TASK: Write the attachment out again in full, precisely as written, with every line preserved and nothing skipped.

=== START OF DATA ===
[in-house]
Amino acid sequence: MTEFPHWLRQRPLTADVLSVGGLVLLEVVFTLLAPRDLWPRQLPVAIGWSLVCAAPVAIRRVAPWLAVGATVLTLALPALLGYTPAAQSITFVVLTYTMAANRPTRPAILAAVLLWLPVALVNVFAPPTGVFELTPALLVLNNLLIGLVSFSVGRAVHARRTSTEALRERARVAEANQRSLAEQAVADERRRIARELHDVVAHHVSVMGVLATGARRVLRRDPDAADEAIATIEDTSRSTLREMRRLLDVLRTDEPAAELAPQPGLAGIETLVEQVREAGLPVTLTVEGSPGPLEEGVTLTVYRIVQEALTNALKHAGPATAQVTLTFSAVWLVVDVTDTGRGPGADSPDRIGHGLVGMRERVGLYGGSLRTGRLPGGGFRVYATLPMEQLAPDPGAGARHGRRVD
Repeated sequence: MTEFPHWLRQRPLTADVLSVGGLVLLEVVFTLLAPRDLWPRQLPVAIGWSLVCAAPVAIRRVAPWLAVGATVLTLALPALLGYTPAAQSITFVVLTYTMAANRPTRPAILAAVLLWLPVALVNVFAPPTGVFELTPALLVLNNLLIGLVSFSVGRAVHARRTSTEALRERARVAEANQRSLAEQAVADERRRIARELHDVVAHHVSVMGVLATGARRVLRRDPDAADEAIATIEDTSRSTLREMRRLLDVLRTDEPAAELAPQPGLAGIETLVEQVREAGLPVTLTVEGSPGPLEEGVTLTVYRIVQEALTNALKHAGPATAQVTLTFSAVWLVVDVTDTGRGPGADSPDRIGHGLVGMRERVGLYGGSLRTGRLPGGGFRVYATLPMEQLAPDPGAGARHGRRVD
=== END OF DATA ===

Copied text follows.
[in-house]
Amino acid sequence: MTEFPHWLRQRPLTADVLSVGGLVLLEVVFTLLAPRDLWPRQLPVAIGWSLVCAAPVAIRRVAPWLAVGATVLTLALPALLGYTPAAQSITFVVLTYTMAANRPTRPAILAAVLLWLPVALVNVFAPPTGVFELTPALLVLNNLLIGLVSFSVGRAVHARRTSTEALRERARVAEANQRSLAEQAVADERRRIARELHDVVAHHVSVMGVLATGARRVLRRDPDAADEAIATIEDTSRSTLREMRRLLDVLRTDEPAAELAPQPGLAGIETLVEQVREAGLPVTLTVEGSPGPLEEGVTLTVYRIVQEALTNALKHAGPATAQVTLTFSAVWLVVDVTDTGRGPGADSPDRIGHGLVGMRERVGLYGGSLRTGRLPGGGFRVYATLPMEQLAPDPGAGARHGRRVD
Repeated sequence: MTEFPHWLRQRPLTADVLSVGGLVLLEVVFTLLAPRDLWPRQLPVAIGWSLVCAAPVAIRRVAPWLAVGATVLTLALPALLGYTPAAQSITFVVLTYTMAANRPTRPAILAAVLLWLPVALVNVFAPPTGVFELTPALLVLNNLLIGLVSFSVGRAVHARRTSTEALRERARVAEANQRSLAEQAVADERRRIARELHDVVAHHVSVMGVLATGARRVLRRDPDAADEAIATIEDTSRSTLREMRRLLDVLRTDEPAAELAPQPGLAGIETLVEQVREAGLPVTLTVEGSPGPLEEGVTLTVYRIVQEALTNALKHAGPATAQVTLTFSAVWLVVDVTDTGRGPGADSPDRIGHGLVGMRERVGLYGGSLRTGRLPGGGFRVYATLPMEQLAPDPGAGARHGRRVD